Since then I have gotten progressively smarter, stronger and more resilient. But like anything we learn in life, if we don’t “practice what we preach”, you can relapse. My latest relapse, with a BPD who abandoned me 24 years ago, only to re-appear after that extended period to do it again!

    This is a cautionary tale for all who read it. Be scared, be very scared. These people are the epitome of evil. Evil will creep back into your life when you susceptible to it, and attack you in your weakest moment. Thankfully, by the grace of God (or whatever higher power you subscribe to), I had all of my previous wisdom earned via research, therapy and reading to fall back on.

    The net of this is my recovery from this latest episode will be swift(er), and I will go on to love again without any residual effect of this latest re-encounter with the Devil. In some ways I am thankful for having had this latest opportunity with my 2 times ex BPD; it has finally put to rest that silly, crazy “unrequited love” I once felt for her. In its place is understanding, pity and the relief I don’t have to allow her and her behaviors negatively impact my life every again!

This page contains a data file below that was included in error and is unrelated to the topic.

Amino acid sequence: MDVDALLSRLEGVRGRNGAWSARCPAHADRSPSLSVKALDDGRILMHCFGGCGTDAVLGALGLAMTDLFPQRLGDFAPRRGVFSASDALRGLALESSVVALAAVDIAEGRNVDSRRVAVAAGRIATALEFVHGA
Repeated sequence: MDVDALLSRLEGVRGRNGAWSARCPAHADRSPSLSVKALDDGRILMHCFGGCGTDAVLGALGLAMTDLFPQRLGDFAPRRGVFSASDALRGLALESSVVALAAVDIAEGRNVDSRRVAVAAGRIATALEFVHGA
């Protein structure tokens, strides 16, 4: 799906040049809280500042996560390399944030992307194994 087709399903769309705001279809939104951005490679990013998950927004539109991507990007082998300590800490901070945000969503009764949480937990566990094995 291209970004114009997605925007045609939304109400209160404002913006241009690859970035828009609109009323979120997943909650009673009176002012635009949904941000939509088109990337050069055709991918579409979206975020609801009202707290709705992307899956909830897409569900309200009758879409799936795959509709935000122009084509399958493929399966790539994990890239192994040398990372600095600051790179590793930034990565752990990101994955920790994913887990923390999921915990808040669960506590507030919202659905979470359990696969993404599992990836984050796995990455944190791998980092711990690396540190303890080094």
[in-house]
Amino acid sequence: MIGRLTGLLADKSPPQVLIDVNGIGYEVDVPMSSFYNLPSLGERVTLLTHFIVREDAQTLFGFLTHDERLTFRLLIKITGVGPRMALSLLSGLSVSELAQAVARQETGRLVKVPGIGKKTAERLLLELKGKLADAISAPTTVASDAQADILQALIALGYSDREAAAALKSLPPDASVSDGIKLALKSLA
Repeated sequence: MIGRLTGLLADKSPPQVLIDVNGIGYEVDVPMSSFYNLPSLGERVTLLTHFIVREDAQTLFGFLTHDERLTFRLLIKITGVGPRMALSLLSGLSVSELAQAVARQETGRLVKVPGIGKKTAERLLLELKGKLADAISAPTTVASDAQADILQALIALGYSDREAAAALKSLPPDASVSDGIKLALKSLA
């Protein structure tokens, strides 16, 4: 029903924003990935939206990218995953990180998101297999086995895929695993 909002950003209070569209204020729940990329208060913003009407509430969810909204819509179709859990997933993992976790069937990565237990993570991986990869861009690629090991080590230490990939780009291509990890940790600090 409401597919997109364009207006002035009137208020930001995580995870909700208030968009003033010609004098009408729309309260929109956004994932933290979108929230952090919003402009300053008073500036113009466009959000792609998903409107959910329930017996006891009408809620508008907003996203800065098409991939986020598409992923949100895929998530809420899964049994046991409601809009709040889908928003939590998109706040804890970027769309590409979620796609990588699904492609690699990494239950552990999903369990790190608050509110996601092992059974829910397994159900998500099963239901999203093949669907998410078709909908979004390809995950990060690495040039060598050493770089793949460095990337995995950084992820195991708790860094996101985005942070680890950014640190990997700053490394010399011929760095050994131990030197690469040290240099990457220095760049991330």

• shrink4men
      May 28, 2009 at 6:06 pm

      Hi Der Dane,

      And thank you for the positive feedback. I agree. Hope is a very important message. Men (and women) who are or have been involved with emotionally abusive, BPD/NPD women need to be hopeful that they can get through the nightmare of their relationships and recover instead of being hopeful that their tormenters will change.

      I’m relieved to read you were able to break free of your ex a second time. Life will present us with the same challenges over and over until “we get it.”